“This is a travesty of the process and you know it,”
said Rep. Deb Butler, D-New Hanover.
On 9/11, the anniversary of the worst terrorist attack on American soil, Republicans in the NC House of Representatives misled Democrats to sneak a vote to override Gov. Cooper’s veto of the state budget. Democrats in the NC House did not attend the morning session because Republican leaders had promised there would be no morning votes on the House floor. With only 64 of the House’s 120 members present, the vote to override passed 55-9.
This ambush vote is a true assault on democracy and a shameful abuse of power. Republicans are shameless as they have hyper-gerrymandered their districts to the point where they are barely accountable to their voters. The courts have ruled those districts unconstitutional and ruled they must be redrawn. This ambush vote just confirms the need to end these gerrymandered districts and it underscores that GOP leaders in Raleigh cannot be trusted.
But this isn’t a case simply of hardball politics and sly legislative maneuvering. This is a case of breaking faith with the people of North Carolina and with all who strove and sacrificed over generations to protect and advance North Carolina’s political system as one based on a true representation of the people’s will, a true democracy.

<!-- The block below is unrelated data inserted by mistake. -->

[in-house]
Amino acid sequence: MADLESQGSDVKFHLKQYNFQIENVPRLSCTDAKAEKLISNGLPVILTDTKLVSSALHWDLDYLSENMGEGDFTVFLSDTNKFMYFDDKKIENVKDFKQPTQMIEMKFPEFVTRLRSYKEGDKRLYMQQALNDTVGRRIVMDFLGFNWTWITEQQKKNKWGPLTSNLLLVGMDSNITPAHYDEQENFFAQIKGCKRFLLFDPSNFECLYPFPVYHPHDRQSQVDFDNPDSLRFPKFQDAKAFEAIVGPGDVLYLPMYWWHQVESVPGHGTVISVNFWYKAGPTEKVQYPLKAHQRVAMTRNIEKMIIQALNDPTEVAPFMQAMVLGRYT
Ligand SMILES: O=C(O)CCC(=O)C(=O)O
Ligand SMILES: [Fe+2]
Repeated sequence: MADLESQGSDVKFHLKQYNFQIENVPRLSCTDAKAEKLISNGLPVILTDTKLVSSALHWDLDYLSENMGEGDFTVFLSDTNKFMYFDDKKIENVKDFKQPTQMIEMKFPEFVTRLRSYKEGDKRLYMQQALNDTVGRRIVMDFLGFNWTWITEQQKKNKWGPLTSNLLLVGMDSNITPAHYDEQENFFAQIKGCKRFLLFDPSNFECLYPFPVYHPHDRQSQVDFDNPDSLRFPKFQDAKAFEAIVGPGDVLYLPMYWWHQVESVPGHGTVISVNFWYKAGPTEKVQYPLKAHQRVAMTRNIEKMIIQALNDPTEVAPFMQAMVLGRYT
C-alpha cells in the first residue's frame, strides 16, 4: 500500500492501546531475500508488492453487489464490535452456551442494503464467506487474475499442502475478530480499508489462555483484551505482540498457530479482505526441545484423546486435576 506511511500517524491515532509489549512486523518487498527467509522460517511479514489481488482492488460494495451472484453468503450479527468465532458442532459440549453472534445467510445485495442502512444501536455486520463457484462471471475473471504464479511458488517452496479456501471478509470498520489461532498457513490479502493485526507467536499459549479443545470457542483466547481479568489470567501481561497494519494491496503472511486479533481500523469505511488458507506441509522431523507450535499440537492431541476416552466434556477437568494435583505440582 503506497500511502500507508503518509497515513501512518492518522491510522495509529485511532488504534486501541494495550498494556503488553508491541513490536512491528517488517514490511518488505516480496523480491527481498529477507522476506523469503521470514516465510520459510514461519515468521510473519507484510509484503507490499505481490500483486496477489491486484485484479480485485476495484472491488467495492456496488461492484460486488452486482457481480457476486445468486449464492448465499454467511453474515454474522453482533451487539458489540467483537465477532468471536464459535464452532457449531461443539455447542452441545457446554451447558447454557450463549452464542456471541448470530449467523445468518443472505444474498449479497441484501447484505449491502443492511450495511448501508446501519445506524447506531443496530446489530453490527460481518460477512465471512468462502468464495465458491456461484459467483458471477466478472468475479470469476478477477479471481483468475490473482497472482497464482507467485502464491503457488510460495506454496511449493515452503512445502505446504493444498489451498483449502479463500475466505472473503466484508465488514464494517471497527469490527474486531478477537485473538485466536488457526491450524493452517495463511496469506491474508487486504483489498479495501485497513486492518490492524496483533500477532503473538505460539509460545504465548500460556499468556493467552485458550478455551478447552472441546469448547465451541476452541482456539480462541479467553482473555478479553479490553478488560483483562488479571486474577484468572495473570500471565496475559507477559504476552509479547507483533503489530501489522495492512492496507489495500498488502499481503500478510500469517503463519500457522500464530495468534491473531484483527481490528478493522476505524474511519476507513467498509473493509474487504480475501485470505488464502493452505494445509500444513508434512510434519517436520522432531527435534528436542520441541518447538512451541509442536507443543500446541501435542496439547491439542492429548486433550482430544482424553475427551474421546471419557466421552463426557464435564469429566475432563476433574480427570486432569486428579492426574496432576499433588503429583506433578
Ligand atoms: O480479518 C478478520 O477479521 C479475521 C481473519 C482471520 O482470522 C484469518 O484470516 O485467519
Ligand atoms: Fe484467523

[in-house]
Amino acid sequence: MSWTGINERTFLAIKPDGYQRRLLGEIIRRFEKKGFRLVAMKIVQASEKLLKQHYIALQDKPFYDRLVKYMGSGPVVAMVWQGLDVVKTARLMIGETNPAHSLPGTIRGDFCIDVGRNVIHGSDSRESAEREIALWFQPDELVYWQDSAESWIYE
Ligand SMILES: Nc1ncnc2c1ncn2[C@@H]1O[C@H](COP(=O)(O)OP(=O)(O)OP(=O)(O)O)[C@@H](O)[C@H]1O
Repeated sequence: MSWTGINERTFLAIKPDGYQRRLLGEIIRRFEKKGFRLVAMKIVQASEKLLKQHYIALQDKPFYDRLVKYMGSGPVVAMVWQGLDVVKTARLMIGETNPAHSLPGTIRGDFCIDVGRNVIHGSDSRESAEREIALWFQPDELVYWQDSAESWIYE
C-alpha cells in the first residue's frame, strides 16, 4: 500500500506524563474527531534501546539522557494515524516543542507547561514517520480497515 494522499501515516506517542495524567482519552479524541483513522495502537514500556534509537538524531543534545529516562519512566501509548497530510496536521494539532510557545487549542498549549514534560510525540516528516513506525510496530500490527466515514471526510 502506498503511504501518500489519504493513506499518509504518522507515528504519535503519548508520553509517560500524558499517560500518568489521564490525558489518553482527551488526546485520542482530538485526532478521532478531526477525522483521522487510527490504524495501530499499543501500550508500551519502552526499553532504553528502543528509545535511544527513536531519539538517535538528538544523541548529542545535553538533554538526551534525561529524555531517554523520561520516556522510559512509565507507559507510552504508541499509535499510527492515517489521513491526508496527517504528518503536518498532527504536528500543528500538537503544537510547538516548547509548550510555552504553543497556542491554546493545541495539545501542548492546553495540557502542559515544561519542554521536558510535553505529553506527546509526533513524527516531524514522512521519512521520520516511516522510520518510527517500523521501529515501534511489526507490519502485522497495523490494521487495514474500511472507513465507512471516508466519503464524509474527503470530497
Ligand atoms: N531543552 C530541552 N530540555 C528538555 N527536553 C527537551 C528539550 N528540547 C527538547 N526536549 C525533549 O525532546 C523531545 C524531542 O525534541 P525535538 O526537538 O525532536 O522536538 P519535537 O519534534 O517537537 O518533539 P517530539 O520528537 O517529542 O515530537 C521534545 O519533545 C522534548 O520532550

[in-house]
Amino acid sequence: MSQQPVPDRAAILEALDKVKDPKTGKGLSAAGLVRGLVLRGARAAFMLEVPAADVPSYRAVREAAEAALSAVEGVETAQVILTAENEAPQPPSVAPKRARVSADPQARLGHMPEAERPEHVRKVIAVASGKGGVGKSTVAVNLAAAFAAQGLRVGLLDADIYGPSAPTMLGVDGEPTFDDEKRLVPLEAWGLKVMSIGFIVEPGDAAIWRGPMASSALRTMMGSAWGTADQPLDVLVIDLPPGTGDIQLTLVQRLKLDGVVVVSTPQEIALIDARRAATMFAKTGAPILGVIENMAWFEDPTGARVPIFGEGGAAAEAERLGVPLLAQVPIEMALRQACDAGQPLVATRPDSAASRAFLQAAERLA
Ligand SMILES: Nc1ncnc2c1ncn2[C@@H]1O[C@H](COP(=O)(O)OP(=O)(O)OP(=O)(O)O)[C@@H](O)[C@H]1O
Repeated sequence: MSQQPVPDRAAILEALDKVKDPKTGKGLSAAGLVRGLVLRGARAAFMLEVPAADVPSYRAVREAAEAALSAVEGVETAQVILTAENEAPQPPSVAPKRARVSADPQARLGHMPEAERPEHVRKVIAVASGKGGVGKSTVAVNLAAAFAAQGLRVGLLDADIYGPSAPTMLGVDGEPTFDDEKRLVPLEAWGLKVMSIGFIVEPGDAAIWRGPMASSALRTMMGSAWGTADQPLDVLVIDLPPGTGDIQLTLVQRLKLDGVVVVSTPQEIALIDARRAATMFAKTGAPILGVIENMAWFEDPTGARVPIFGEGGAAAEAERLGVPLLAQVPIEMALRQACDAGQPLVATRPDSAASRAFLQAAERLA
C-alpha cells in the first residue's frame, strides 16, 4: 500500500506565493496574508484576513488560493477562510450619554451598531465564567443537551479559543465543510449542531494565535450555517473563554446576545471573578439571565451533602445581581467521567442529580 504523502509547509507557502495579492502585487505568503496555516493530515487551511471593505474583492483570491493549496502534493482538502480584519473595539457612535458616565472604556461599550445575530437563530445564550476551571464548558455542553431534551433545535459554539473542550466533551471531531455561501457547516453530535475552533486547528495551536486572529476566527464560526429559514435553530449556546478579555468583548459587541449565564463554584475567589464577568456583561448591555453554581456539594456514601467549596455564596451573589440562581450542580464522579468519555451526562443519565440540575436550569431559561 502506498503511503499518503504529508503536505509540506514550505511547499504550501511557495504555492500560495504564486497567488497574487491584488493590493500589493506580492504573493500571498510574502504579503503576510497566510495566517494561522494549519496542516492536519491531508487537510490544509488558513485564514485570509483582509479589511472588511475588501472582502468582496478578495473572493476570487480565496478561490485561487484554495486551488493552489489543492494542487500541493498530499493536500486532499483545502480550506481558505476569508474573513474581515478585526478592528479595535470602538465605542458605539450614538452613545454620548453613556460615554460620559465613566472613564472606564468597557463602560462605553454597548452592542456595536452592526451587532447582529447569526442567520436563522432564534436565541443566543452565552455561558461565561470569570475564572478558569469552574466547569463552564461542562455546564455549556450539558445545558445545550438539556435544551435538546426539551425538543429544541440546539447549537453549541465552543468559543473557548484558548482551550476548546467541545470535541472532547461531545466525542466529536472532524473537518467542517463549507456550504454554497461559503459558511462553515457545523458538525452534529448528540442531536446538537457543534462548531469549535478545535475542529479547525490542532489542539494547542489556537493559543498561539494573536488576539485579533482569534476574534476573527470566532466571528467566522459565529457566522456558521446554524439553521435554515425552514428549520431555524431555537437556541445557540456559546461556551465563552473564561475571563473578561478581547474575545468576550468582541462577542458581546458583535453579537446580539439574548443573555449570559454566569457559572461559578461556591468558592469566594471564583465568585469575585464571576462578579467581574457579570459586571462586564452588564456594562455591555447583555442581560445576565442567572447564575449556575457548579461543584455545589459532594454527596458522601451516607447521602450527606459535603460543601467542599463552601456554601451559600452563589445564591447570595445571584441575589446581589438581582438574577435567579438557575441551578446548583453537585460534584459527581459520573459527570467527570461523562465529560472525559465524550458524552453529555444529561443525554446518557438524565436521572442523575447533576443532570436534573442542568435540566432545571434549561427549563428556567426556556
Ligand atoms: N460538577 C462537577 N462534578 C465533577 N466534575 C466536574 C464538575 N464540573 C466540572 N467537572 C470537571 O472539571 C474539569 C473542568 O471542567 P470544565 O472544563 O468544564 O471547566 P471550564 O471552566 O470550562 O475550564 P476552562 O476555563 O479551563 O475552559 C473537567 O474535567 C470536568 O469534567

And the legislation at issue isn’t a bill of limited scope. It is the state budget. It is how North Carolina defines itself by the priorities it sets in spending. And it’s being held up by a dispute over a major issue that involves billions of federal dollars and ultimately affects everyone in the state, Medicaid expansion.
The governor wants North Carolina — like 37 other states (including Washington, D.C.) — to expand the federal health insurance program to include more of the working poor. Republicans do not. The dispute — plus the governor’s call for bigger raises for teachers — led to the budget veto that the Republican majority — in any honest fashion — lacks the votes to override. The impasse should bring negotiations, concessions, alternatives and compromise, also known as the democratic process. Instead it brought forth a Republican shortcut — legislative deceit.
Not only was the House vote dishonest, it was carried out by a Republican majority that courts have repeatedly found to have gained seats through illegal gerrymandering. It was an illegitimate majority acting in an unethical way. These Republicans may be incapable of shame, but North Carolinians should be outraged. First by gerrymandering and now by a high-handed vote, something new has been taken from them. It’s called democracy.